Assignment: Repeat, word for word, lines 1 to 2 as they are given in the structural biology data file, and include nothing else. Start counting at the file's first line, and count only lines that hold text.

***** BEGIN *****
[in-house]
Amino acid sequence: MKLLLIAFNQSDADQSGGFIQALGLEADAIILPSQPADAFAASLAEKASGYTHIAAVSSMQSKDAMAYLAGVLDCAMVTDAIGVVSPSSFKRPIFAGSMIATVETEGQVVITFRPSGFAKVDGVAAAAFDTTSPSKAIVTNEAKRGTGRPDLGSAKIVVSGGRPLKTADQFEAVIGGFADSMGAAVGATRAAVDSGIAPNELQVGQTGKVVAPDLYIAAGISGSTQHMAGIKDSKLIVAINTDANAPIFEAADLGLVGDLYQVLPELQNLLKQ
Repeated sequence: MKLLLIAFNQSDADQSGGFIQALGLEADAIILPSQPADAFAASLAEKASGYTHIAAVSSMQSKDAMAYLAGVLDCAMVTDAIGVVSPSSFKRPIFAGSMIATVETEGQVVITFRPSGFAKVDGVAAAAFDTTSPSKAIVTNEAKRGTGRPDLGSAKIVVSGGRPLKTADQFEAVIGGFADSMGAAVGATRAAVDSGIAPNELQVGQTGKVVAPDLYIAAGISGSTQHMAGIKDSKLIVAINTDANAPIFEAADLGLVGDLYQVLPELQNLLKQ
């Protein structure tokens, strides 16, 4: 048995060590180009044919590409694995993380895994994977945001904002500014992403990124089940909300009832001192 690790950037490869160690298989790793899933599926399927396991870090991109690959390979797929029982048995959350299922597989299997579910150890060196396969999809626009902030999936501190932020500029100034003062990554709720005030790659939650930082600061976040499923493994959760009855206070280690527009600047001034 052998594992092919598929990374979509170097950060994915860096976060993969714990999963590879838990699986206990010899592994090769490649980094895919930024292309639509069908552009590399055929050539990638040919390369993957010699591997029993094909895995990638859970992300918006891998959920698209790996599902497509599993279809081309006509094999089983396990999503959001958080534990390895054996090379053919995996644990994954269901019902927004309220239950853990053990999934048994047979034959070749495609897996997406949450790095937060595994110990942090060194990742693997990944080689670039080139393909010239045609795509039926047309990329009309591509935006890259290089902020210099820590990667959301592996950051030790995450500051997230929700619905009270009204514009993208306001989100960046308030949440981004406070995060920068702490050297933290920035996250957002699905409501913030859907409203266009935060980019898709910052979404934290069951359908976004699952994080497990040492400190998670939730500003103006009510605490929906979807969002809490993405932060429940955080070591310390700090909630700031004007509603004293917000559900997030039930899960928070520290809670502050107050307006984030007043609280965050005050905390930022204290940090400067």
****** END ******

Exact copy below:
[in-house]
Amino acid sequence: MKLLLIAFNQSDADQSGGFIQALGLEADAIILPSQPADAFAASLAEKASGYTHIAAVSSMQSKDAMAYLAGVLDCAMVTDAIGVVSPSSFKRPIFAGSMIATVETEGQVVITFRPSGFAKVDGVAAAAFDTTSPSKAIVTNEAKRGTGRPDLGSAKIVVSGGRPLKTADQFEAVIGGFADSMGAAVGATRAAVDSGIAPNELQVGQTGKVVAPDLYIAAGISGSTQHMAGIKDSKLIVAINTDANAPIFEAADLGLVGDLYQVLPELQNLLKQ